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Question asked 2018-03-09 14:49:12 ...
Most recent comment 2018-03-12 06:04:24
Hi, I work in an istitution that provides art education. They wish to ban oil paints because they believe it to be toxic.
Is there some facts or arguments I can provide them to dispell their belief?
Answers and Comments
Artists' oil colors themselves are generally very safe if used according to package directions, especially the colors which carry the AP seal indicating certified non-toxic by a health care professional, safe for all ages. Not all oil colors are non-toxic, but many are. The few colors which require special safety labeling are still very safe to use by individuals who are able to read, comprehend and follow package instructions.
Linseed oil (the standard oil paint vehicle) is a vegetable oil which is not toxic. Linseed oil does have a characteristic odor some find unpleasant, but the smell is not harmful. Combustion warnings on linseed oil packages refer to the possibility that oil-saturated rags, gloves and steel wool can build heat through oxidation sufficient to catch fire; this is also a possibility with cooking oils. Oil stored in a bottle or jar poses no combustion risk.
Solvents commonly used with oil paints carry some risks, but these risks can be minimized depending on type of solvent, classroom configuration and equipment, and on number of students. Solvents can be avoided altogether by using water-miscible oil paints. In order to safely work with oil painting solvents, the workspace must be adequately ventilated. There must also be proper receptacles for disposing of waste solvent and medium, and students must understand and follow rules governing what materials are permitted and how to use them.
I completely agree with Matthew's comments. And would like to stress that just because something is hazardous doesn't mean it can't be used--you just have to know how to handle it properly. You have a great opportunity as art educators to teach artist's about health and safety in their work practices. It's so important that they learn early in their careers. It's unlikely that they will completely avoid all hazardous art materials their entire lives.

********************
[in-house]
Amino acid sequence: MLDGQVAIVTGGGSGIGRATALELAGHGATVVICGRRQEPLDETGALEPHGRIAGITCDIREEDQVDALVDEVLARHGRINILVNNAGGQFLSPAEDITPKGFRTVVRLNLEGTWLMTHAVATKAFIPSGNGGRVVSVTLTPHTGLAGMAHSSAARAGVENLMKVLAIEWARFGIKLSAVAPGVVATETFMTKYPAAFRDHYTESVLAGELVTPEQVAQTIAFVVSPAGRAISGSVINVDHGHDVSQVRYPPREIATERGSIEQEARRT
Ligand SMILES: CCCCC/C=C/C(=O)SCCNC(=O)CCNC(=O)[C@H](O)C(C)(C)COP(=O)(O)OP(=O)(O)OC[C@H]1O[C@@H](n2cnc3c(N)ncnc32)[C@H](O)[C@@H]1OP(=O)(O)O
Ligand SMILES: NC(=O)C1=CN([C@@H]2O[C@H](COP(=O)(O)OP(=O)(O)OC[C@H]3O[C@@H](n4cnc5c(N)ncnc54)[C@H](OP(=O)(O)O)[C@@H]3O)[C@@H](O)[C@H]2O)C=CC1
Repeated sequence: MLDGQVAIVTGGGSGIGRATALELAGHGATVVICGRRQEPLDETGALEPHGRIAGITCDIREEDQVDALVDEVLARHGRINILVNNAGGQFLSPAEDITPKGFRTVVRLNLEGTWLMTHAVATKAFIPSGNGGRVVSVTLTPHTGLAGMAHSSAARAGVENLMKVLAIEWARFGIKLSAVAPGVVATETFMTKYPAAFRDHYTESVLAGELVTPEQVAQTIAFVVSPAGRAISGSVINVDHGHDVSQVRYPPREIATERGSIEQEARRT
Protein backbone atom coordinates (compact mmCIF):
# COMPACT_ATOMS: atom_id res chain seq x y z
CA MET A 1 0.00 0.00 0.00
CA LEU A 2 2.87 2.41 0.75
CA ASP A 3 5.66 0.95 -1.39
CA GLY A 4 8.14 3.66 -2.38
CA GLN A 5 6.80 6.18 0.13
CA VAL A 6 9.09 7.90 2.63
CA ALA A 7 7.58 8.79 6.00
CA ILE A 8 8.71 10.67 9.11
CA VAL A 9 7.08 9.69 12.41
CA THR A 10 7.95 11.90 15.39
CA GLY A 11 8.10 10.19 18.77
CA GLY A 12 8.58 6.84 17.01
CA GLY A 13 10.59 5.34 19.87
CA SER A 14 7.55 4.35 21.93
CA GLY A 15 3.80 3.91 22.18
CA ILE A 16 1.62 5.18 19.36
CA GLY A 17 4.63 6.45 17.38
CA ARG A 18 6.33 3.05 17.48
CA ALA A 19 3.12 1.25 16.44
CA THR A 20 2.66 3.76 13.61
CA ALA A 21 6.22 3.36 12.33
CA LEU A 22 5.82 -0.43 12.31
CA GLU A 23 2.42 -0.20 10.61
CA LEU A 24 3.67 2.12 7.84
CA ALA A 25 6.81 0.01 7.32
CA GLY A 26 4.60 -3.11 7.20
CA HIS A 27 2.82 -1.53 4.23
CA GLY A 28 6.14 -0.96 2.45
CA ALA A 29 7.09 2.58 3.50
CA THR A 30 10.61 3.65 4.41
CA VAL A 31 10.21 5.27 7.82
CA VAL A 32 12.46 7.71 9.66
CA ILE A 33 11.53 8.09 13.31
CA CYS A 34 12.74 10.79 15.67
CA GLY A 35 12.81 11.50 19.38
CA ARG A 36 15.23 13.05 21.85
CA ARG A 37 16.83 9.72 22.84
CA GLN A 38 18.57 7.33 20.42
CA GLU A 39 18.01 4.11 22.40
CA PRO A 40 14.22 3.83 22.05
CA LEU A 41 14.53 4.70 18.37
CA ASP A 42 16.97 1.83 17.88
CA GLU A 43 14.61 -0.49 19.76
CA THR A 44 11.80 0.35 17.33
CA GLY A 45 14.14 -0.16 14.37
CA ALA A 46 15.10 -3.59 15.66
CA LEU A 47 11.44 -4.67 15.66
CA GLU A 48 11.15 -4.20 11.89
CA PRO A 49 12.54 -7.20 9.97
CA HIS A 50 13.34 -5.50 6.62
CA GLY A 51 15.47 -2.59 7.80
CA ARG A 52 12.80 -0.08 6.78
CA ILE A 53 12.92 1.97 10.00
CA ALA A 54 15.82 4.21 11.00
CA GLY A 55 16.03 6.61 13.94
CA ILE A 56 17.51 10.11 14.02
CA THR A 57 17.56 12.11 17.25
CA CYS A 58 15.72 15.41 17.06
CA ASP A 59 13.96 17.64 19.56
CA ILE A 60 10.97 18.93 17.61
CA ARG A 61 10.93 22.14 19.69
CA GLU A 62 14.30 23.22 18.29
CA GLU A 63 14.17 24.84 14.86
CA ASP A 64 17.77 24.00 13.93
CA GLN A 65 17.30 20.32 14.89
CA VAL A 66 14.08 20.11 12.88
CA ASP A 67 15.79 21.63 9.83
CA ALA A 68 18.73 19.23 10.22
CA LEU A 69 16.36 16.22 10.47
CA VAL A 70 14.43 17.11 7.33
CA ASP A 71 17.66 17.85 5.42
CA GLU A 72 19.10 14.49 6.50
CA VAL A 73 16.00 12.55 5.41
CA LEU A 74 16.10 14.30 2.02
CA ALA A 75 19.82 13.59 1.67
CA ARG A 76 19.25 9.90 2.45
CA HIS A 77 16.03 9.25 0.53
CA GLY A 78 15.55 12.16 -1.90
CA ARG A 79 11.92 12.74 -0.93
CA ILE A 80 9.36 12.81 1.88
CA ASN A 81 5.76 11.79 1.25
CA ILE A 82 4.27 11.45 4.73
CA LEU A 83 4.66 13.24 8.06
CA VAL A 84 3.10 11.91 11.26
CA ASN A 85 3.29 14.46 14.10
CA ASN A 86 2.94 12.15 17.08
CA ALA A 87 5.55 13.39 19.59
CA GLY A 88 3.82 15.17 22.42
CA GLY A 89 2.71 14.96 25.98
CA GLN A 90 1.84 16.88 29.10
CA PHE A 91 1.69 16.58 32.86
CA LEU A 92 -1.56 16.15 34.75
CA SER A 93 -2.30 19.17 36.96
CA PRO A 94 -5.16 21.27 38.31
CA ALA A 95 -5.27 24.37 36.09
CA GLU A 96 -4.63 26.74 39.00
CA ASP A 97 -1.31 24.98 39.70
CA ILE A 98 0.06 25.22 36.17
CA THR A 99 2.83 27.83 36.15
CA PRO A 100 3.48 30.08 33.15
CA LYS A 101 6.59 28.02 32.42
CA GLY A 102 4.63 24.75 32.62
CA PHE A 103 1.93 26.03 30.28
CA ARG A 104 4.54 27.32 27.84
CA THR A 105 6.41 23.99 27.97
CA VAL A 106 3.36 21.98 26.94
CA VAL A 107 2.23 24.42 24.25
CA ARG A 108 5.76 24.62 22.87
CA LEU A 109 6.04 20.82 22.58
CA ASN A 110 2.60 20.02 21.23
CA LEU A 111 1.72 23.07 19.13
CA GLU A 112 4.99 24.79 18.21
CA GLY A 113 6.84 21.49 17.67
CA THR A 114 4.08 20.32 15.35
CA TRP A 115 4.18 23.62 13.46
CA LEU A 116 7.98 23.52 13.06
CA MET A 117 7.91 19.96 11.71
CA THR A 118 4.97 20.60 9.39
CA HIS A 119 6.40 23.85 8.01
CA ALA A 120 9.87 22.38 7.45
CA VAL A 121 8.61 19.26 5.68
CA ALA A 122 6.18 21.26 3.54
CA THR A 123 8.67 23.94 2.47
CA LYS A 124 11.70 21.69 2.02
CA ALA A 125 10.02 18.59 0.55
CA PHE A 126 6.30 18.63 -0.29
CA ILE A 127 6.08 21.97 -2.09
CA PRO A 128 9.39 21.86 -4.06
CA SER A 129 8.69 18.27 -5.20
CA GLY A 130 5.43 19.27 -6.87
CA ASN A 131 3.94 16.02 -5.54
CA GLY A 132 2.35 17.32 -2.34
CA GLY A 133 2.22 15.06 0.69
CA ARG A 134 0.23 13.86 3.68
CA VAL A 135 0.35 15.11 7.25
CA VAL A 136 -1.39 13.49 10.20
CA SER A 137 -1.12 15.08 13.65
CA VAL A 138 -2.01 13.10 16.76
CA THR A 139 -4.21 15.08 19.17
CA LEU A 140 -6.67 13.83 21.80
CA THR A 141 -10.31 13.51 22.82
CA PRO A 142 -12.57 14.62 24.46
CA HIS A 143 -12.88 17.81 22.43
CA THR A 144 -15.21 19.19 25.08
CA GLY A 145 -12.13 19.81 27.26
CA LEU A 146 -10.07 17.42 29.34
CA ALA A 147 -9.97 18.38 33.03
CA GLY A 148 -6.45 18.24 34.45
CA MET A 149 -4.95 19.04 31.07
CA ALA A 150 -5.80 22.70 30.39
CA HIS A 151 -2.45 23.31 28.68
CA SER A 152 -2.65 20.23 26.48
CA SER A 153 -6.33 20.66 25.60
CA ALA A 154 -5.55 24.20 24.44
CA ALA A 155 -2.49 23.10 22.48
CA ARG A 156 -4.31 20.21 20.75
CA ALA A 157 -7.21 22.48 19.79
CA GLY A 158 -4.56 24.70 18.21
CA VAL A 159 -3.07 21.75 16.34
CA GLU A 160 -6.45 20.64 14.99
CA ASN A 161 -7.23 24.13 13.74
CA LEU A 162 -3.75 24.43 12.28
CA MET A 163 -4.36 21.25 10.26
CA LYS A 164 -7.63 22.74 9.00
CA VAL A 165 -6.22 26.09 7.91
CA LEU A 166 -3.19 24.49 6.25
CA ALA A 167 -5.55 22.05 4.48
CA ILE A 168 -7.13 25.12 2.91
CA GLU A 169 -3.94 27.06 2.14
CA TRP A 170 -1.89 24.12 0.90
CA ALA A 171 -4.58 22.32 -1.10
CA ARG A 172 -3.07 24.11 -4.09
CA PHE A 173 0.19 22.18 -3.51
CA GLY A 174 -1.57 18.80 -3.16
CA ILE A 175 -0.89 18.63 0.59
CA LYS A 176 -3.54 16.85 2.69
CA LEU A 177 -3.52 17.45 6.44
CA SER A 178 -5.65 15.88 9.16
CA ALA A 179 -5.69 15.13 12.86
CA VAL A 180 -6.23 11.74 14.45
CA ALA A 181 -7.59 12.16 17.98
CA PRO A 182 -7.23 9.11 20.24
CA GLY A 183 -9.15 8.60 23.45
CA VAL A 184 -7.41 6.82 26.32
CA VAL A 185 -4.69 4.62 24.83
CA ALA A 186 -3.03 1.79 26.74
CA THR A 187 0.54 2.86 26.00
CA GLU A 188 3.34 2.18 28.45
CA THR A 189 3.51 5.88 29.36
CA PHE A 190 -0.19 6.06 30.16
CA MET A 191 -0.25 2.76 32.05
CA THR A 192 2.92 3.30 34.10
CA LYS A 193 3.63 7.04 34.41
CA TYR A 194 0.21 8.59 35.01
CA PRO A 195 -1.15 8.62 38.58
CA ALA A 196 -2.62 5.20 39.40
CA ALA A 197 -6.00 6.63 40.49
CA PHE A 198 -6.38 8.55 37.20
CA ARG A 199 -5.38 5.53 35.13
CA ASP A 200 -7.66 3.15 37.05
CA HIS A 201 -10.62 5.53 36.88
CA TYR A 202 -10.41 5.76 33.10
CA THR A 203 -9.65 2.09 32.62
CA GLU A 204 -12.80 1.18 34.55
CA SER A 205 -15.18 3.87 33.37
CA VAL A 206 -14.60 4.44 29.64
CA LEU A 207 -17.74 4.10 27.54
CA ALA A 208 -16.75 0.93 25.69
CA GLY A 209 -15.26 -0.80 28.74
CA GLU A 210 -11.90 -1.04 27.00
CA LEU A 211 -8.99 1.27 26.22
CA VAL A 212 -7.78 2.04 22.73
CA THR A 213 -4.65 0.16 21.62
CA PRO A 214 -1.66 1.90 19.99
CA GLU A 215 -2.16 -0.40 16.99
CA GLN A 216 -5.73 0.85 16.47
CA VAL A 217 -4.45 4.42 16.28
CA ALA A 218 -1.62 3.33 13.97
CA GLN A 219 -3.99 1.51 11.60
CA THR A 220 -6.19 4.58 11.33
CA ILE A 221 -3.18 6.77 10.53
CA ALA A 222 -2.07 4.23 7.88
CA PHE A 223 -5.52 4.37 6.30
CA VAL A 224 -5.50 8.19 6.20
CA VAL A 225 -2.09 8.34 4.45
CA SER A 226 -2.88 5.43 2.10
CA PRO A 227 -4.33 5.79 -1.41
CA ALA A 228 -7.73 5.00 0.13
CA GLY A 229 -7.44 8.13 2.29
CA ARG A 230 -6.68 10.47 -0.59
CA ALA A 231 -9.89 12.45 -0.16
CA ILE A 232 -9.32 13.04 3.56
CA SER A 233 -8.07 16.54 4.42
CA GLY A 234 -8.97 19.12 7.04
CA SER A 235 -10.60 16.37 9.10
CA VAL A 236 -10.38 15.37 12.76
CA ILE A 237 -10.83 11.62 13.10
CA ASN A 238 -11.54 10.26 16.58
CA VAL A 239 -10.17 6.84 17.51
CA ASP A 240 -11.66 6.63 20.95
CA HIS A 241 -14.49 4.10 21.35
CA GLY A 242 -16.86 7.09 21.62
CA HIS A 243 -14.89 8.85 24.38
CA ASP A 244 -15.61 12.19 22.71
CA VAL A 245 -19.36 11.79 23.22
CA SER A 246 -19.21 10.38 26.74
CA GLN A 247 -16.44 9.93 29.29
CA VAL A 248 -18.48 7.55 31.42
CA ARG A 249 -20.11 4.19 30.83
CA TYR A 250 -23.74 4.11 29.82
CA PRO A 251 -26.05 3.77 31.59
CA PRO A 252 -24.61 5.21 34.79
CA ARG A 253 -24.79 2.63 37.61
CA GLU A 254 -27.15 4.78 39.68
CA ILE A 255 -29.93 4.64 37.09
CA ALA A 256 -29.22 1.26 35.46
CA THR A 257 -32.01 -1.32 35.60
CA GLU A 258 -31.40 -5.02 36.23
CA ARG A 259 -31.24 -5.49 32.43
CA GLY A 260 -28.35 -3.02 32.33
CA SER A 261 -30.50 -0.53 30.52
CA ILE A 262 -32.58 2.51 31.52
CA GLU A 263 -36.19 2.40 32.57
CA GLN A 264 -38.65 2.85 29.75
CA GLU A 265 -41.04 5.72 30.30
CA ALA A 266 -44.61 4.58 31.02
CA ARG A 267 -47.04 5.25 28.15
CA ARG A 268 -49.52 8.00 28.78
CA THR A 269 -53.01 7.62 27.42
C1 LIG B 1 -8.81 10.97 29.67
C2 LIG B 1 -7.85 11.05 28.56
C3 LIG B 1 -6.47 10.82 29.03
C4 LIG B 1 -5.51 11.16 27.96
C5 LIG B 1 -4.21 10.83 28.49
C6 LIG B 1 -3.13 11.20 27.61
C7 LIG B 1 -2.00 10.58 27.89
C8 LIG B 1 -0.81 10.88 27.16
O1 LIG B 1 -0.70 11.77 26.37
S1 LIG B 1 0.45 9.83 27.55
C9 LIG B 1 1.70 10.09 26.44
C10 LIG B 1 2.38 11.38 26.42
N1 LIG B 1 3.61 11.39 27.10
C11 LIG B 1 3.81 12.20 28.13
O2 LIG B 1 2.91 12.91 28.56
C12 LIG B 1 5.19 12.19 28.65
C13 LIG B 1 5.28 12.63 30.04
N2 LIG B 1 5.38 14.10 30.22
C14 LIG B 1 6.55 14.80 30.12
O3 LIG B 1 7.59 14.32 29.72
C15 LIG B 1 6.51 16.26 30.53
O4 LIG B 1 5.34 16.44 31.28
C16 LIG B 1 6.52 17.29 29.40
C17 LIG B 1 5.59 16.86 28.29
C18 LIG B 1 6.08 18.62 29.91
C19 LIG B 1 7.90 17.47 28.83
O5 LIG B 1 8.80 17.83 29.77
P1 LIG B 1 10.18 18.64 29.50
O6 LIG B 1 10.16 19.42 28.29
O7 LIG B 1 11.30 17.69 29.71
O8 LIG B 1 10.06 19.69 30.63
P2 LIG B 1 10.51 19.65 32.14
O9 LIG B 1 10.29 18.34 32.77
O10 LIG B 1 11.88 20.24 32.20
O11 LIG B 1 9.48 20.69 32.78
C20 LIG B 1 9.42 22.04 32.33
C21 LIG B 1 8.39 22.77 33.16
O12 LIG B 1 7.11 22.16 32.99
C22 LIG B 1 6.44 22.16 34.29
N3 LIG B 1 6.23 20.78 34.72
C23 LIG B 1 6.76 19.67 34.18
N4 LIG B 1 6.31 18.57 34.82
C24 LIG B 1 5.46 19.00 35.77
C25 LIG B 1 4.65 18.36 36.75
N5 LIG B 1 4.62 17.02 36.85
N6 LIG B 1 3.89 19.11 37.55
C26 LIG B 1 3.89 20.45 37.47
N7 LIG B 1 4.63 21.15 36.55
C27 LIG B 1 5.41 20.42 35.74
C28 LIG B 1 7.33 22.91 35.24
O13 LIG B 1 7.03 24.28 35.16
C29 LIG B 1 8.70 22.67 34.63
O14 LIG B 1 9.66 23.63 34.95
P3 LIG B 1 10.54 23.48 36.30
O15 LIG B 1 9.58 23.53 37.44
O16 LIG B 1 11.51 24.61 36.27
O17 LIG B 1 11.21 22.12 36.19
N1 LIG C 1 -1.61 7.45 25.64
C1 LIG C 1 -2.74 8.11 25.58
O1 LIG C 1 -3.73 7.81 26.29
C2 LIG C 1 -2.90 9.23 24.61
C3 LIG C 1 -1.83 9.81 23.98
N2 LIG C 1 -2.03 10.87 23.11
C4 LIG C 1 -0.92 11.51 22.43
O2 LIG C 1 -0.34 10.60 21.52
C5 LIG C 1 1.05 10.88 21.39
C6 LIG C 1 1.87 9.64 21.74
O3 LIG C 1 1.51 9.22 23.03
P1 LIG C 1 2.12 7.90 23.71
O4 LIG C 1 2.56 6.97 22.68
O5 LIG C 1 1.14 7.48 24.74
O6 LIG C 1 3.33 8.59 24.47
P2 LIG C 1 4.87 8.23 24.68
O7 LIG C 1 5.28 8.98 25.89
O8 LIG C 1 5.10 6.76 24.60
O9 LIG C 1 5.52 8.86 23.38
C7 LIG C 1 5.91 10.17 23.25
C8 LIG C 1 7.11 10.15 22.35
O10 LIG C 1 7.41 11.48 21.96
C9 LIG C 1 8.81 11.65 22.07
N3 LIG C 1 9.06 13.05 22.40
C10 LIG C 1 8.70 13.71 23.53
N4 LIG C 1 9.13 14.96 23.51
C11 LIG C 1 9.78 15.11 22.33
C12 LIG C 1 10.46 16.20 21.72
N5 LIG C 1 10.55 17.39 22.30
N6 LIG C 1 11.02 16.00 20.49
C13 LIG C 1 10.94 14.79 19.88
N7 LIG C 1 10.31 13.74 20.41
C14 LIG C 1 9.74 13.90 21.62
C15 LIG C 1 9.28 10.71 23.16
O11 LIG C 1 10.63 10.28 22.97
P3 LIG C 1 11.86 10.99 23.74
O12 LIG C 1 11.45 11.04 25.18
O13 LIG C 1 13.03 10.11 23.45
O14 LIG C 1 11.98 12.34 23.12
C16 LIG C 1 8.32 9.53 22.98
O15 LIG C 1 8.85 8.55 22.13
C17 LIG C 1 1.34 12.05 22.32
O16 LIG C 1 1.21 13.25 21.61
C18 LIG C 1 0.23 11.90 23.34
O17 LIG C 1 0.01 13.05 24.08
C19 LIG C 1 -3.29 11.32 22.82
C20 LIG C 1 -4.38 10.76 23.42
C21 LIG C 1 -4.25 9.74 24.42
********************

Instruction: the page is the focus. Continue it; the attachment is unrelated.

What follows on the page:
I just want to introduce a different perspective concerning the reliance on ACMI's AP Non-Toxic statement on labels as we abandoned using that standard many years ago for principled reasons, believing the term "non-toxic' was misleading and promoted a false sense of safety in using materials. While the following is from a piece about the labeling for Golden acrylics, the reasoning would be the same for all our lines:
"Our concern with the "nontoxic" message was for several reasons. First, potentially toxic chemicals are likely present at some level in all products, regardless of risk assessment; second, it is inappropriate to assume that all possible chronic hazards of chemicals are currently known; and third, personal exposure should be prevented when using chemical products. Over the years, feedback from our customers indicated that reading "nontoxic" on the label implied the paints could be used for things we did not intend; such as body painting, painting with the fingers or tongue, tattooing, and decorating dishware."
We strongly support the full disclosure of all known health hazards on labels and feel it is important to point out that ASTM D4236 legally requires all art materials undergo toxicological review and carry chronic health hazard and precautionary statements on the label. So always look for those as a way to guide your choices. We just wanted to make clear that not all companies agree with ACMI's use of the term "Non-Toxic" on products.
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